Tangent Lines of Functions

Main Question or Discussion Point

Does the function f(x) l x2-1 l have a tangent line at x=1? What is the tangent line if it does?
Attempt: l x2-1 l
(x2-1) When x ≥ 1
-(x2-1) When x < 1
Lim x→1+ (x2-1) = 0
Lim x→1- -(x2-1) = 0
Therefore, it does have a limit because the right and left hand limit are equal and the slope of the tangent line is 0. Is this right? My book tells me that the same type of question but with equation f(x)=√lxl at x=0 does not have a tangent line, same with the equation f(x)=lxl at x=0. It tells me neither of those equations have a tangent line at their given points.

HallsofIvy
Homework Helper
Does the function f(x) l x2-1 l have a tangent line at x=1? What is the tangent line if it does?
Attempt: l x2-1 l
(x2-1) When x ≥ 1
-(x2-1) When x < 1
Lim x→1+ (x2-1) = 0
Lim x→1- -(x2-1) = 0
Therefore, it does have a limit because the right and left hand limit are equal and the slope of the tangent line is 0.
The limit of the function at x= 1 is the same from both sides and is the same as the value of the function- that tells you that the function is continuous at x= 1 (in fact, for all x). It does not tell you anything about tangents.

To learn about the tangents you can do either of two things:
1) Use the definition of the derivative to see if the derivative exists at x= 1.
$\lim_{h\to 0} (f(1+h)- f(1))/h$
For h>0, 1+h> 1 so (f(1+h)- f(1))/h= ((1+h)2- 1)/h= (1+ 2h+ h2- 1)/h= (2h+ h2)/h= 2+ h and that goes to 2 as h goes to 0.
For h< 0, 1+h< 1 so (f(1+h)- f(1))/h= (-(1+h)2+ 1)/h= (-1- 2h- h2+ 1)/h= (-2h- h2)/h= -2- h and that goes to -2 as h goes to 0.

2) Find the derivatives on either sides of x= 1 and look at the limits of those.
If x> 1, f(x)= x2- 1 so that f'(x)= 2x which goes to 2 as x goes to 1.
If x< 1, f(x)= -x2+ 1 so that f'(x)= -2x which goes to -2 as x goes to 1.

Is this right? My book tells me that the same type of question but with equation f(x)=√lxl at x=0 does not have a tangent line, same with the equation f(x)=lxl at x=0. It tells me neither of those equations have a tangent line at their given points.
Again your mistake was looking at the limits of the values of the function, rather than looking at the derivatives.

Thank you very much! I actually had this written down on a separate piece of scrap paper but missed a - sign when dealing with the absolute value and couldn't get a sensible answer after that. I really appreciate your help!

Sorry to barge in, but may I ask a related question here that's bugging me?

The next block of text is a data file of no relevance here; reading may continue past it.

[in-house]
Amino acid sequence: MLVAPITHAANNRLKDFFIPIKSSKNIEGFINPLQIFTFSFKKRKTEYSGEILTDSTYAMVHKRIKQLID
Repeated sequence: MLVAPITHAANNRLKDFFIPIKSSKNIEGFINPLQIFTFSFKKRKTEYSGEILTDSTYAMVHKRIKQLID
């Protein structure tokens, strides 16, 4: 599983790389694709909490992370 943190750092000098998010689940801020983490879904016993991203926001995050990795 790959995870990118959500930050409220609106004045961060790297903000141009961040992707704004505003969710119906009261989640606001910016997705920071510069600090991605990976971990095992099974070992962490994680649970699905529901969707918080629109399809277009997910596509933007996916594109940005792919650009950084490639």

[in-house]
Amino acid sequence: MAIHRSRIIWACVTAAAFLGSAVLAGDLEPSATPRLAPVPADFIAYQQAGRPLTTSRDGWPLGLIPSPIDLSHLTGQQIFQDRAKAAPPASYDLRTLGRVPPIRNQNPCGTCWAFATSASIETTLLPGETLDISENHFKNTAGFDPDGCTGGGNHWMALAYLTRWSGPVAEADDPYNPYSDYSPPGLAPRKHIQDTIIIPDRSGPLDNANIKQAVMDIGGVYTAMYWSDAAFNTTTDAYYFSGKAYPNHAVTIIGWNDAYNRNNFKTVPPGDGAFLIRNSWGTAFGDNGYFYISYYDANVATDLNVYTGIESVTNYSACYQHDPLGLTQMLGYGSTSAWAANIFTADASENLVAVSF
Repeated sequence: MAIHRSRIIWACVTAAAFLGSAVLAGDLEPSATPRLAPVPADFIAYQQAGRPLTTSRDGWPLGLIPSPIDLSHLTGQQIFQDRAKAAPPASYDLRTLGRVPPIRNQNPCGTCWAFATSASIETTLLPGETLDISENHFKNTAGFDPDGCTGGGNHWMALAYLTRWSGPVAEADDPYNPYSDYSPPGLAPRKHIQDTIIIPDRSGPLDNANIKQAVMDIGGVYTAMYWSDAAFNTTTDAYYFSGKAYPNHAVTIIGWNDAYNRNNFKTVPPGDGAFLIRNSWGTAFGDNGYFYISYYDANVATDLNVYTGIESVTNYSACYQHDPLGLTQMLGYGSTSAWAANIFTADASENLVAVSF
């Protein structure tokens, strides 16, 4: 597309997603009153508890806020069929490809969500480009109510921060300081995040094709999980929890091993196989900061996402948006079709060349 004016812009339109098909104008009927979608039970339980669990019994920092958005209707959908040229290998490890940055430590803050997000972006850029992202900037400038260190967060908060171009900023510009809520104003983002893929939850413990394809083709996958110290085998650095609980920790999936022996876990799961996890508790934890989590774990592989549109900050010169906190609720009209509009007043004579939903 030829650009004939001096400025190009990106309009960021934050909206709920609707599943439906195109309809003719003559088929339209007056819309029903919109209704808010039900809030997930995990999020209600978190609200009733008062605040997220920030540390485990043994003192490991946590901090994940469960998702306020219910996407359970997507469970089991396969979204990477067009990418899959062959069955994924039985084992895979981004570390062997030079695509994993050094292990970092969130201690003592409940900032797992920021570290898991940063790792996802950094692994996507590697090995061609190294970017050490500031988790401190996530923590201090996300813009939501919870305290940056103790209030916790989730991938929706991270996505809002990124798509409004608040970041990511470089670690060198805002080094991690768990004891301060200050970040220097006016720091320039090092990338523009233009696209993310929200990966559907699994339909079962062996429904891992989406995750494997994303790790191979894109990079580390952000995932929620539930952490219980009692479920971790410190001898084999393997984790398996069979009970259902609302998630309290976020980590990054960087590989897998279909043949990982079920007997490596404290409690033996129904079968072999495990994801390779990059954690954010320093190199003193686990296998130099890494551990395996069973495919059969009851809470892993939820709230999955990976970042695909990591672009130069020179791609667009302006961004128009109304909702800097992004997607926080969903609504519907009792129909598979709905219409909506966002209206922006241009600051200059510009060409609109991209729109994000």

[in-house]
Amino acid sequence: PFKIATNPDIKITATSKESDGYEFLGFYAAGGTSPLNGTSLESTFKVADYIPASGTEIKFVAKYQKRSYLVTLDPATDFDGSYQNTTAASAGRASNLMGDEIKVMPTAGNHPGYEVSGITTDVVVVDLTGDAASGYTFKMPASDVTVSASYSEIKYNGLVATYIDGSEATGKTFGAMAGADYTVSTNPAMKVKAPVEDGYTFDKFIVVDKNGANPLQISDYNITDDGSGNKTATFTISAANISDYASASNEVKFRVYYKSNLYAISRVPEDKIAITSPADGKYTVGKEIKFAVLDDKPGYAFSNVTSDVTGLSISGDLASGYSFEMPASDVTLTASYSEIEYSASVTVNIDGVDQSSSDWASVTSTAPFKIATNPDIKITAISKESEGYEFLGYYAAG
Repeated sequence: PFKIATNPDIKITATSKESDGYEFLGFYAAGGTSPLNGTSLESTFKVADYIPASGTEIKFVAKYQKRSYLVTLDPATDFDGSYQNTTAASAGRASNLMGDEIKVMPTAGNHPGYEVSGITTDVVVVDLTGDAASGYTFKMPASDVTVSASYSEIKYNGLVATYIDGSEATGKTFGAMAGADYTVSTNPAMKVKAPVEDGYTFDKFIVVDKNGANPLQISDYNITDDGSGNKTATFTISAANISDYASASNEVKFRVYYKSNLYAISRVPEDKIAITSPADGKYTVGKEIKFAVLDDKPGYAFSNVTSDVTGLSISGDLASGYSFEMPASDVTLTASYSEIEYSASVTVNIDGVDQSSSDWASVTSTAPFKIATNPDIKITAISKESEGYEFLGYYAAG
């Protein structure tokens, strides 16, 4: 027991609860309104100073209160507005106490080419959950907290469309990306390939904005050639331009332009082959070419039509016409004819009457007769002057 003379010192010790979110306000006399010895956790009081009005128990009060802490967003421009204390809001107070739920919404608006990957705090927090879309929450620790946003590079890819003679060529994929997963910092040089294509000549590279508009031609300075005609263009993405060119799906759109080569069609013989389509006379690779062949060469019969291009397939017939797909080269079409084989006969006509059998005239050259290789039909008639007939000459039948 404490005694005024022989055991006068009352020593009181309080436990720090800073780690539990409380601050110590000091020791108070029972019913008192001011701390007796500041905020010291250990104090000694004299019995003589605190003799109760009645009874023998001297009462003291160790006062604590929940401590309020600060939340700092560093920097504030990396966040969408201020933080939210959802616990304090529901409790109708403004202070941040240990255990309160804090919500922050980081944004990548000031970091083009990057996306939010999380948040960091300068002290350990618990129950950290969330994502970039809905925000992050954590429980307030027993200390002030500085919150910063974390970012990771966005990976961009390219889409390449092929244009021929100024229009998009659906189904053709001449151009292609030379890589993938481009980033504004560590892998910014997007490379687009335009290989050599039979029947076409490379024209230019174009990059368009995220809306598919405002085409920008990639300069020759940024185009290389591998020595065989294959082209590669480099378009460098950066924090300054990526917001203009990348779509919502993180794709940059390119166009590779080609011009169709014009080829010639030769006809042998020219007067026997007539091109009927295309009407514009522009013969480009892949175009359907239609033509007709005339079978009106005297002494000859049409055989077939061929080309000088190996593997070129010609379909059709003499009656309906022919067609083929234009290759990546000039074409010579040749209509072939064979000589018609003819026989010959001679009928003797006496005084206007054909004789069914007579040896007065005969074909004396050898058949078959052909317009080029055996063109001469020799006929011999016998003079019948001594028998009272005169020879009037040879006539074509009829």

If a function $f(x)$ is not continuous at $x=a$ (say) but $f'(x)$ has equal left and right limits at $x=a$, is it still valid to say that it has a tangent at $x=a$?

A very simple example of this sort of function would be
$$f(x) = \begin{cases} 0 & \text{if } x < a \\ 1 & \text{if } x \geq a \end{cases}$$

HallsofIvy
Homework Helper
No, it is not. If there were a tangent line at x= 0, its slope would, pretty much be definition, be the derivative there. If we were trying to find the derivative at x= a, we would have to find the limit
$$\lim_{h\to 0}\frac{f(a+h)- f(a)}{h}$$
and if f is not continuous at a, that numerator does not go to 0 as h goes to 0.

Specifically, for your example, for that limit to exist, the limit from below would have to exist. And that would be
$$\lim_{h\to 0^-}\frac{0- 1}{h}= \lim_{h\to 0}\frac{-1}{h}$$
which does not exist. (Recall that f(x)= 0 for any x< 0 but f(0)= 1.)

No, it is not. If there were a tangent line at x= 0, its slope would, pretty much be definition, be the derivative there. If we were trying to find the derivative at x= a, we would have to find the limit
$$\lim_{h\to 0}\frac{f(a+h)- f(a)}{h}$$
and if f is not continuous at a, that numerator does not go to 0 as h goes to 0.

Specifically, for your example, for that limit to exist, the limit from below would have to exist. And that would be
$$\lim_{h\to 0^-}\frac{0- 1}{h}= \lim_{h\to 0}\frac{-1}{h}$$
which does not exist. (Recall that f(x)= 0 for any x< 0 but f(0)= 1.)
I'm not sure why you've brought x=0 into the discussion, but I appreciate the explanation.

I understand the definition of a derivative, but can't quite get my head around why if the "left" derivative limit is the same as the "right" derivative limit, why can't you say that the function has a tangent at that point? Semantics, I suppose.

HallsofIvy